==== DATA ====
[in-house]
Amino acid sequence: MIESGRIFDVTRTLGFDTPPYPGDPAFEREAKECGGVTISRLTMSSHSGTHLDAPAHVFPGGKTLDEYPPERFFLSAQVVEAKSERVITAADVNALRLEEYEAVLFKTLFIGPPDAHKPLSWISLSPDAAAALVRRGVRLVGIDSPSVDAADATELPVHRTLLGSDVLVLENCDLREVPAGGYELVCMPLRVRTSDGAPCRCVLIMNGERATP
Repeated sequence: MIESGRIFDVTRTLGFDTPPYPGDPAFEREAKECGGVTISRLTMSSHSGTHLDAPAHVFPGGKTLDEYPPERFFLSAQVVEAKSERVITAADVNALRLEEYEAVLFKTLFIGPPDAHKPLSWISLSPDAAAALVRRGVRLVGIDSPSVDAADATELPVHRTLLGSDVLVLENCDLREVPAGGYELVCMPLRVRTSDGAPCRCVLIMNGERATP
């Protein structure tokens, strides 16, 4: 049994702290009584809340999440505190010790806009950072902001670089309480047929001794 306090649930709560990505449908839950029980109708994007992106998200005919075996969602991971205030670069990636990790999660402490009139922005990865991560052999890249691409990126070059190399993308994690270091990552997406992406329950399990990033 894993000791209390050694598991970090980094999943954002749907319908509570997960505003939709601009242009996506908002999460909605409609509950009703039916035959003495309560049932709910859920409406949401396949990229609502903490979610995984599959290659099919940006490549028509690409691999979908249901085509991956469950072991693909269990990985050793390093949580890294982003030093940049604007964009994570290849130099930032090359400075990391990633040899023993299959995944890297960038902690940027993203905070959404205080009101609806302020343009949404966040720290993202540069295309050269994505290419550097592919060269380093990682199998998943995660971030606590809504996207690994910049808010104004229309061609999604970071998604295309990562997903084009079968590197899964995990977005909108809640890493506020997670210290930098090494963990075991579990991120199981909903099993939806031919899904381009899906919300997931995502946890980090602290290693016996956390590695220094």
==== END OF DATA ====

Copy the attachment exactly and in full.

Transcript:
[in-house]
Amino acid sequence: MIESGRIFDVTRTLGFDTPPYPGDPAFEREAKECGGVTISRLTMSSHSGTHLDAPAHVFPGGKTLDEYPPERFFLSAQVVEAKSERVITAADVNALRLEEYEAVLFKTLFIGPPDAHKPLSWISLSPDAAAALVRRGVRLVGIDSPSVDAADATELPVHRTLLGSDVLVLENCDLREVPAGGYELVCMPLRVRTSDGAPCRCVLIMNGERATP
Repeated sequence: MIESGRIFDVTRTLGFDTPPYPGDPAFEREAKECGGVTISRLTMSSHSGTHLDAPAHVFPGGKTLDEYPPERFFLSAQVVEAKSERVITAADVNALRLEEYEAVLFKTLFIGPPDAHKPLSWISLSPDAAAALVRRGVRLVGIDSPSVDAADATELPVHRTLLGSDVLVLENCDLREVPAGGYELVCMPLRVRTSDGAPCRCVLIMNGERATP
């Protein structure tokens, strides 16, 4: 049994702290009584809340999440505190010790806009950072902001670089309480047929001794 306090649930709560990505449908839950029980109708994007992106998200005919075996969602991971205030670069990636990790999660402490009139922005990865991560052999890249691409990126070059190399993308994690270091990552997406992406329950399990990033 894993000791209390050694598991970090980094999943954002749907319908509570997960505003939709601009242009996506908002999460909605409609509950009703039916035959003495309560049932709910859920409406949401396949990229609502903490979610995984599959290659099919940006490549028509690409691999979908249901085509991956469950072991693909269990990985050793390093949580890294982003030093940049604007964009994570290849130099930032090359400075990391990633040899023993299959995944890297960038902690940027993203905070959404205080009101609806302020343009949404966040720290993202540069295309050269994505290419550097592919060269380093990682199998998943995660971030606590809504996207690994910049808010104004229309061609999604970071998604295309990562997903084009079968590197899964995990977005909108809640890493506020997670210290930098090494963990075991579990991120199981909903099993939806031919899904381009899906919300997931995502946890980090602290290693016996956390590695220094």